It is composed of three data structure as shown below: Though the new format is a little complicated for us, it is well-designed for the parser of the resource managers, and also size of many types of XLOG records is usually smaller than the previous one. Size of main structures is shown in the Figs.
Before that release, all open data write ahead logging postgresql had to be fsynced on every commit, which is very slow. Back then, we had to fsync everything all the time. In Oracle, you need the log to roll back changes. In PostgreSQL, the nonoverwriting storage system takes care of that. But probably nobody thought about implications for fsyncing back then.
Note that the WAL was really just an implementation detail at this point. Slony Just for context: Until then, the only backup method was a full dump, which would get impractical as databases grew. Hence this method to take an occasional base backup, which is the expensive part, and then add on parts of the WAL, which is cheaper.
The basic configuration mechanisms that we still use today, for example the recovery. But still no replication here.
You could probably have set this up with your own scripts as early as 8. I think a lot of PostgreSQL 8.
First, the possibility to connect to a standby server in read-only mode, making it a so-called hot standby.
Whereas before, a standby server was really mainly useful only as a reserve in case the primary server failed, with hot standby you could use secondary servers to spread out read-only loads.
Second, instead of relying solely on the WAL archive and recovery functionalities to transport WAL data, a standby server could connect directly to the primary server via the existing libpq protocol and obtain WAL data that way, so-called streaming replication.
The primary use in this release was that the standby could be more up to date, possibly within seconds, rather than several minutes with the archive-based approach.
For a robust setup, you would still need to set up an archive. But streaming replication was also a forward-looking feature that would eventually make replication setups easier, by reducing the reliance on the old archiving mechanisms.
Although it is scheduled to go EOL later this year, I expect this release will continue to live for a long time. Some people continue to favor rsync because it is faster for them. This feature is frequently misunderstood by users. While it ensures that your data is on at least two servers at all times, it might actually reduce the availability of your system, because if the standby server goes down, the primary will also go down, unless you have a third server available to take over the synchronous standby duty.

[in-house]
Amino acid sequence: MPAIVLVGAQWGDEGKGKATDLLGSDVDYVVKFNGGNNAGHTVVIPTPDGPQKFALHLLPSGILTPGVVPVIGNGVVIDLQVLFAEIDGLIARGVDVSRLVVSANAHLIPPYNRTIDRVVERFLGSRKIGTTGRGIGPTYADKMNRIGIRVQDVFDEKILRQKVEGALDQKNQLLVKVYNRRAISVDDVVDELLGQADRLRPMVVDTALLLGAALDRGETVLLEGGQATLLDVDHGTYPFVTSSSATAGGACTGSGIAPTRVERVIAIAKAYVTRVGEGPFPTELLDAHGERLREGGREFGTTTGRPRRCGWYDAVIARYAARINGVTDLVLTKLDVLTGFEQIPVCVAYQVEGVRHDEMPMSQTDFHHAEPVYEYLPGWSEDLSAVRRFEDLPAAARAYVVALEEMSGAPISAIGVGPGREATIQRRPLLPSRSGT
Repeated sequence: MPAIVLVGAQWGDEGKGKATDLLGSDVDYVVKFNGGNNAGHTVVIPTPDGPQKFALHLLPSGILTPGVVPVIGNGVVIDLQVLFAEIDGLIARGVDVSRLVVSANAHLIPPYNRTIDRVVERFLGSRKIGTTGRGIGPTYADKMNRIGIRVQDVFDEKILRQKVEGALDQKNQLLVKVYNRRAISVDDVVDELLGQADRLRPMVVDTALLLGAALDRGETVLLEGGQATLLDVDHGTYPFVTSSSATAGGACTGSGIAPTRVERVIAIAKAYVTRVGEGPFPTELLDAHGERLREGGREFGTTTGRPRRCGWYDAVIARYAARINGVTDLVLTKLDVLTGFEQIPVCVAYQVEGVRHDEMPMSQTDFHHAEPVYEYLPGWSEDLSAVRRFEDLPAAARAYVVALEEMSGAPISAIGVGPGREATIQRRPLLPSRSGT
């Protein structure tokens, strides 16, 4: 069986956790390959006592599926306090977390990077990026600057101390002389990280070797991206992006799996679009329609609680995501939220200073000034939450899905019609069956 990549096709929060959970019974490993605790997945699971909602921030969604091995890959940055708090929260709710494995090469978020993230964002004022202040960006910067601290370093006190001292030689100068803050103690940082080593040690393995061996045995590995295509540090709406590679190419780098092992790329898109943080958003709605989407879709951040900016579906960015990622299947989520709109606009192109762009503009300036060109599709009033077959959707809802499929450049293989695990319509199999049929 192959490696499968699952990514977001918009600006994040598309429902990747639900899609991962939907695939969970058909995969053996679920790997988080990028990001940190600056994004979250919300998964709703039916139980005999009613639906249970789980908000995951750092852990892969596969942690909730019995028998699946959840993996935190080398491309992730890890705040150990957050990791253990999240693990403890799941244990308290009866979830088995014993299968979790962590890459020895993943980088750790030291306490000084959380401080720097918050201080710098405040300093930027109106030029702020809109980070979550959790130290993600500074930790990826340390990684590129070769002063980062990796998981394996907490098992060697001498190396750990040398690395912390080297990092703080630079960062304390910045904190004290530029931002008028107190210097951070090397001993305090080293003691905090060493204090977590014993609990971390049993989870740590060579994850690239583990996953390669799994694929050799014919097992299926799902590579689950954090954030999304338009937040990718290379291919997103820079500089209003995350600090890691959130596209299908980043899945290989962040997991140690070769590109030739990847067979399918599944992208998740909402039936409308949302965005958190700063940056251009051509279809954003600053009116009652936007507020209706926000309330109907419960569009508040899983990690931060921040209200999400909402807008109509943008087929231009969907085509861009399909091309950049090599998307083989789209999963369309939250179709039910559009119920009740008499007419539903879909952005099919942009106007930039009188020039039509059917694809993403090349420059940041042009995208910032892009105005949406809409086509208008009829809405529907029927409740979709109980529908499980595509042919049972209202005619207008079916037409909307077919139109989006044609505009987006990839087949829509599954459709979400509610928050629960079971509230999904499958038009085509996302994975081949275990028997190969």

Less widely know perhaps is that PostgreSQL 9. Go back further, and you might feel constrained by the available tools. In previous releases, the second standby would have to be rebuilt.
This improvement makes dynamic infrastructure changes much simpler. Note that while streaming replication has gotten more sophisticated over the years, you still needed a WAL archive for complete robustness.Jan 02, · PostgreSQL uses Write-Ahead Logging (WAL) as its approach to transaction logging.
WAL's central concept is that changes to data files (where tables and indexes reside) must be written only after those changes have been logged, that is, when log records describing the changes have been flushed to permanent storage.
In the field of computer science, WAL is an acronym of Write Ahead Logging, which is a protocol or a rule to write both changes and actions into a transaction log, whereas in PostgreSQL, WAL is an acronym of Write Ahead urbanagricultureinitiative.com the term is used as synonym of transaction log, and also used to refer to an implemented mechanism related to writing action to a transaction log (WAL).
Write Ahead Log.
For additional information on tuning these settings, see Section Sep 26, · Prior to version 10, hash indexes didn't perform well under concurrency, lacked write-ahead logging and thus were not safe in the face either of crashes or of replication, and were in various other ways second .
This is a hint that Simpana is performing a backup using native PostgreSQL commands, because a urbanagricultureinitiative.com file would only be created after a PostgreSQL backup of the database/instance using pg_basebackup.
This is just my conclusion after reading the documentation for PostgreSQL Write a message to the server log if checkpoints caused by the filling of checkpoint segment files happen closer together than this many seconds (which suggests that max_wal_size ought to be raised).
The default is 30 seconds (30s).